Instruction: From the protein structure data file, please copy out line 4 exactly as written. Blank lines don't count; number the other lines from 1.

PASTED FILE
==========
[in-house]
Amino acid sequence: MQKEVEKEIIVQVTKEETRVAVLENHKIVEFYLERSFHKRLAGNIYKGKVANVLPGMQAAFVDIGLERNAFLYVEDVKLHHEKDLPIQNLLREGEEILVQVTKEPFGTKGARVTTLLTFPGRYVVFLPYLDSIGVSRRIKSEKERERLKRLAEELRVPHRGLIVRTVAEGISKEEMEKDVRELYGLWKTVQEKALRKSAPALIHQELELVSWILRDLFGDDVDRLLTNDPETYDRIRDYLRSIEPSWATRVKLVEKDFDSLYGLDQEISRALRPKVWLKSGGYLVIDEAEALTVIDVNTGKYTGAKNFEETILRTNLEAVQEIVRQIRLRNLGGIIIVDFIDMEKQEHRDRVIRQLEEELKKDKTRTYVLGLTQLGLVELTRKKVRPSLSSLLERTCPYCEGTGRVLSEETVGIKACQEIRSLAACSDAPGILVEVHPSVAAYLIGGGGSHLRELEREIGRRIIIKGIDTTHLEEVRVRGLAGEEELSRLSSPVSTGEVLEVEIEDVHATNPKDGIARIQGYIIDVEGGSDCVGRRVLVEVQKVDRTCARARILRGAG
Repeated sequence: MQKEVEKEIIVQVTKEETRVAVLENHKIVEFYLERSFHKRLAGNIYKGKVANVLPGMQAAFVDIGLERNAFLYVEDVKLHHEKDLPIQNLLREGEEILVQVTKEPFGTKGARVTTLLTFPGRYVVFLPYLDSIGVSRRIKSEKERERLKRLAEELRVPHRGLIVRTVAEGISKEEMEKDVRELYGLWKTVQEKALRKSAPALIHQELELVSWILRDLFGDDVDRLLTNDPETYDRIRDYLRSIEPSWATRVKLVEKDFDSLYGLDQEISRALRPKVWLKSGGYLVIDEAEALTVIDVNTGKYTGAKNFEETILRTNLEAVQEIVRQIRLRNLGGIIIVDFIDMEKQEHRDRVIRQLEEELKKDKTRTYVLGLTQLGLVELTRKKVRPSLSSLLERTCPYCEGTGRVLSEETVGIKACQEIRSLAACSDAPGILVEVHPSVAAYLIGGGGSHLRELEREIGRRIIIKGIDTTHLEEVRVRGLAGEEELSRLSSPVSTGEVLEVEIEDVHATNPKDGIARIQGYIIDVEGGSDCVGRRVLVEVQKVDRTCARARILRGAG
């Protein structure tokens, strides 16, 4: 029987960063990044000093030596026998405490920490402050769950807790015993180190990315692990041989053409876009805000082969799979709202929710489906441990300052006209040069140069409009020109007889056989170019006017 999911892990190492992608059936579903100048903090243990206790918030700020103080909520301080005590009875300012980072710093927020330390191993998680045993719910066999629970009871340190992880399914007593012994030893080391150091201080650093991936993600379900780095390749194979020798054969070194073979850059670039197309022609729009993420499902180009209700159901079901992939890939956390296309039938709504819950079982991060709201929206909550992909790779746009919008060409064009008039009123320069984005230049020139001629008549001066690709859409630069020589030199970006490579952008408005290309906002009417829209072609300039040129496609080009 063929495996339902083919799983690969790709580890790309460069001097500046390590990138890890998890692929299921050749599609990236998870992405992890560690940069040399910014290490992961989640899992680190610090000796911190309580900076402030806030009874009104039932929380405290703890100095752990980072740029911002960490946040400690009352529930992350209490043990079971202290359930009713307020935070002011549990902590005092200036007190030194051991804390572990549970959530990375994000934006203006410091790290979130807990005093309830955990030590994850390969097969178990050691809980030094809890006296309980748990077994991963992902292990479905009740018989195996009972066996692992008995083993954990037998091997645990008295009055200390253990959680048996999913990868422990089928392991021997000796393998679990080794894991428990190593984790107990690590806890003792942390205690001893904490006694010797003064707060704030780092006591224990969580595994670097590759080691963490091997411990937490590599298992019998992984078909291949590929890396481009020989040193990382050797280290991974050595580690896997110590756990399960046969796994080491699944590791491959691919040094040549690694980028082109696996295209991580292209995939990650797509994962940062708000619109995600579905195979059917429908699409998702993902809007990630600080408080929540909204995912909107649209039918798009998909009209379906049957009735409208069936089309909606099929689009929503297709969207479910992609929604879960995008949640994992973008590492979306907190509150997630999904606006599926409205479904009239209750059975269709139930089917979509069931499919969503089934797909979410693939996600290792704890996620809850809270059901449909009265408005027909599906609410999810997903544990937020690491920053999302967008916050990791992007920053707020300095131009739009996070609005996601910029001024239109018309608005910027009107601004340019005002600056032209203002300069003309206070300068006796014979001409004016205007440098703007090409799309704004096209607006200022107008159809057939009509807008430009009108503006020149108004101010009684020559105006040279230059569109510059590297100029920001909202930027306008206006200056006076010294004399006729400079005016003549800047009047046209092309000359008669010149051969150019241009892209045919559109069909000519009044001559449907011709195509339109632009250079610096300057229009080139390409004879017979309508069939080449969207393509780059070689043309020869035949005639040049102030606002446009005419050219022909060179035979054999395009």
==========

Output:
């Protein structure tokens, strides 16, 4: 029987960063990044000093030596026998405490920490402050769950807790015993180190990315692990041989053409876009805000082969799979709202929710489906441990300052006209040069140069409009020109007889056989170019006017 999911892990190492992608059936579903100048903090243990206790918030700020103080909520301080005590009875300012980072710093927020330390191993998680045993719910066999629970009871340190992880399914007593012994030893080391150091201080650093991936993600379900780095390749194979020798054969070194073979850059670039197309022609729009993420499902180009209700159901079901992939890939956390296309039938709504819950079982991060709201929206909550992909790779746009919008060409064009008039009123320069984005230049020139001629008549001066690709859409630069020589030199970006490579952008408005290309906002009417829209072609300039040129496609080009 063929495996339902083919799983690969790709580890790309460069001097500046390590990138890890998890692929299921050749599609990236998870992405992890560690940069040399910014290490992961989640899992680190610090000796911190309580900076402030806030009874009104039932929380405290703890100095752990980072740029911002960490946040400690009352529930992350209490043990079971202290359930009713307020935070002011549990902590005092200036007190030194051991804390572990549970959530990375994000934006203006410091790290979130807990005093309830955990030590994850390969097969178990050691809980030094809890006296309980748990077994991963992902292990479905009740018989195996009972066996692992008995083993954990037998091997645990008295009055200390253990959680048996999913990868422990089928392991021997000796393998679990080794894991428990190593984790107990690590806890003792942390205690001893904490006694010797003064707060704030780092006591224990969580595994670097590759080691963490091997411990937490590599298992019998992984078909291949590929890396481009020989040193990382050797280290991974050595580690896997110590756990399960046969796994080491699944590791491959691919040094040549690694980028082109696996295209991580292209995939990650797509994962940062708000619109995600579905195979059917429908699409998702993902809007990630600080408080929540909204995912909107649209039918798009998909009209379906049957009735409208069936089309909606099929689009929503297709969207479910992609929604879960995008949640994992973008590492979306907190509150997630999904606006599926409205479904009239209750059975269709139930089917979509069931499919969503089934797909979410693939996600290792704890996620809850809270059901449909009265408005027909599906609410999810997903544990937020690491920053999302967008916050990791992007920053707020300095131009739009996070609005996601910029001024239109018309608005910027009107601004340019005002600056032209203002300069003309206070300068006796014979001409004016205007440098703007090409799309704004096209607006200022107008159809057939009509807008430009009108503006020149108004101010009684020559105006040279230059569109510059590297100029920001909202930027306008206006200056006076010294004399006729400079005016003549800047009047046209092309000359008669010149051969150019241009892209045919559109069909000519009044001559449907011709195509339109632009250079610096300057229009080139390409004879017979309508069939080449969207393509780059070689043309020869035949005639040049102030606002446009005419050219022909060179035979054999395009």